University fee hikes in Africa and even in the not-so-well-to-do economies elsewhere always give rise to ugly scenes.
In October 2015, this phenomena was the case in the Republic of South Africa and it nearly, nearly brought down President Jacob Zuma’s government.
Therefore, the repercussions following the recent fee increase from K320, 000 to K400, 000 at Chancellor College (Chanco), K500,000 to K600,000 for College of Medicine students and K340,000 to K450,000 for Kamuzu College of Nursing – for generic students – should have been expected.
In fact, for Malawi, there are several reasons the embarassing spectacles should have been easier to predict than elsewhere.
The first culprit is campaign lies. It is common knowledge that the youth, in general, and students, in particular, due to their gullibility and poverty, are fed a lot of bull which they swallow hook, line and sinker.
The second is the introduction of a cocktail of taxes that are too bitter to swallow for the ordinary people. One effect of these new taxes is that while university fees have gone up, household disposable income has shrunk.
The third is the widening gap between the sumptuous lifestyles of office bearers on the one hand and the wretched lives of the taxpaying-but-broke majority on the other.
To put things in their proper context, this last sitting of Parliament is a perfect study in first degree gluttony.
Check this: Whereas the State House was looking to the 2016/17 budget for a new fleet of vehicles and state-of-the-art banqueting facilities, and whereas parliamentarians’ goal was subsidised bank interest for personal loans mostly spent on luxuries and while it had the nerve to conduct the cluster phase of the budget review at the lakeside, no-one, I repeat, no-one had these poor college boys and girls in mind.
Yet, they are the “themu-themus” who made the President and various legislators win their respective elections in 2014.This is not sad, neither is this selfishness; this is cold-blooded murder!
The justification is simple. We all know that without education, you are nothing. We also know that even having a degree, not to say a diploma these days, does not guarantee a way out of poverty.
We have thousands of graduates on the streets, starving. They are not alone; they have families, surviving on aswiswiri, akapuku and madondwe.
Those who are better off are living hand to mouth at a time when all that the State House is thinking about is a marque where the pharaoh can wine, dine, make merry and fly – on a chartered plane – to some place to get degrees he does not need.
If our leaders had half a heart, the least they could have done for the youth is to avail them university education, at affordable fees, not necessarily to guarantee them employment but because their guardians, sponsors and parents, on top of the punitive taxes, cannot afford the revised fee structure.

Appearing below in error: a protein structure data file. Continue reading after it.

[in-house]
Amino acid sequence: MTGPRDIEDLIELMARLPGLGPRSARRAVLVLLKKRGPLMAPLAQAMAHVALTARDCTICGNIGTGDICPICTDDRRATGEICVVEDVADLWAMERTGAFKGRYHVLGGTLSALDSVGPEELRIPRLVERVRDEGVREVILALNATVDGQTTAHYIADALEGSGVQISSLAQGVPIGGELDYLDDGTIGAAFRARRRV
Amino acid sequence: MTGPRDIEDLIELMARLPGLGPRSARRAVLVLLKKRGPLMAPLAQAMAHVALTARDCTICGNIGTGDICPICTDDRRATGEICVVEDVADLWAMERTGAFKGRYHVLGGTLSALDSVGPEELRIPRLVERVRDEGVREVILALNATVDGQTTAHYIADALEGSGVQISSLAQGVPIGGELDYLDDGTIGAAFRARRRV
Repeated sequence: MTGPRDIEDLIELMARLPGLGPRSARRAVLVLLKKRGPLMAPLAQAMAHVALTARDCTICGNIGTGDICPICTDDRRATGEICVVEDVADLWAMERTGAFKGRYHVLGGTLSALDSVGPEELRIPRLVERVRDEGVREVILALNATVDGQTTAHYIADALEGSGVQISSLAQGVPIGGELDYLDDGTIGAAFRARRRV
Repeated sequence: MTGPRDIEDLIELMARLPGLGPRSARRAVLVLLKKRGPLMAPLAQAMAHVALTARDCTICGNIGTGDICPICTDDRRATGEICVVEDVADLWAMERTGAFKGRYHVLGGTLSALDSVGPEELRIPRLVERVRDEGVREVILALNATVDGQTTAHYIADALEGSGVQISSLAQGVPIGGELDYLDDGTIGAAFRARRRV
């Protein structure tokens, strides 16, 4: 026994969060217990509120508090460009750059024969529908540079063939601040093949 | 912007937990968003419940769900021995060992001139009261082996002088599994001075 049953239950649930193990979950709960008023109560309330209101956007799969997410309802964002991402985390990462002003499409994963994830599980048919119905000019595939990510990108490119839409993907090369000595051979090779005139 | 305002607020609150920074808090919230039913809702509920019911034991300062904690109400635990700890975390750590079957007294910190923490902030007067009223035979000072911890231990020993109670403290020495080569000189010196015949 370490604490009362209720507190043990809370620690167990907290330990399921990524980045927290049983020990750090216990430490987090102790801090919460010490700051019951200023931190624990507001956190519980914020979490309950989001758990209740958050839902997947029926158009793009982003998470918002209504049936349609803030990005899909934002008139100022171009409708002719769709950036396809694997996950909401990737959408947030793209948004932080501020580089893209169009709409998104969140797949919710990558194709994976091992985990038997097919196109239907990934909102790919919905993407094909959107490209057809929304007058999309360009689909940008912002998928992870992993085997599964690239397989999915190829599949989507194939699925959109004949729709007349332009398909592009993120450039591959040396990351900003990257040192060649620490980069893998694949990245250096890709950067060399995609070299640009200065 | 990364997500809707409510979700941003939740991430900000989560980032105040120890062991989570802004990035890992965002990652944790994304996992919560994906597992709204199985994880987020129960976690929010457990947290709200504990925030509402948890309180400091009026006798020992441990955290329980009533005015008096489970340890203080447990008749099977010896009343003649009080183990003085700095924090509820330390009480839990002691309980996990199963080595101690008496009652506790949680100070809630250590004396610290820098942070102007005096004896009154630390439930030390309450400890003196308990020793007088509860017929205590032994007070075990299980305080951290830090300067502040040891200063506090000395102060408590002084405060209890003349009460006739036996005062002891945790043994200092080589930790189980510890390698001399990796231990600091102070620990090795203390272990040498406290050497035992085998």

But look here: The government that has clipped household spending power with taxes to sustain the exotic lifestyles of the President, Members of Parliament and their cronies who provide inputs for subsidies, is now asking the same squeezed taxpayer to cough even more to teach their children and wards.
I know some headless chickens, bellies full from eating our taxes, are saying if you think education is expensive, try ignorance. And to such sadists, my question is: How else, if not by attaining university education, will the poor of Malawi get out of this vicious circle and when?
I will only answer the when: The answer is they will never get out of the vicious circle. Why? Because the people they have been electing and those they elected in May 2014 do not want them to.
What all self-centred people should not forget is what our ancestors said: Ukakhala pamsana pa njovu, usamati kulibe mame.
Flipping the coin to the other side, the fee hike, for mature entry students, is a death knell.
Fact is: Most mature entry students have tried eking out a living, one way or another, based on the knowledge and qualifications they had. They were getting nowhere. They, therefore, decided to return to school to gain more knowledge, so as to improve their productivity and hopefully, earnings and living standards.
Is this not something leadership worth the name should be encouraging people to do?
Not the government of Prof Peter Mutharika. It says: no ways! If the generic students are complaining about their increase, I cannot imagine just how dejected the mature students are feeling.
For those at Chanco, their fees have more than tripled from K275,000 to K900,000. Those at the College of Medicine now have to dig deeper into their pockets from K950, 000 to K1.4 million, Kamuzu College of Nursing (KCN) students will now pay K1 million from K650,000 and those at The Polytechnic K950, 000 from K275, 000.
Lord have mercy!
Now while the government is busy ‘manufacturing’ criminals like this, reading the headlines, focus is on the minor inconvenience suffered by the Second Lady of the US and not necessarily the real victims, i.e., the unfortunate students who have been driven to desperation like wounded tigers.
How low have we sunk as a people?
In our hands, fellow blue-talkers, is a colossal catastrophe in the making. Tick, tock, tick! We are sitting on a time bomb.
The day is f as t approaching when the poor, especially now that they are being denied university education – a must-have in these times – will have nothing to eat, but the rich.
When this transpires, do not blame me for not ringing the warning bell. Gong! Gong! Gong! Let those with ears, hear.Follow and Subscribe Nyasa TV :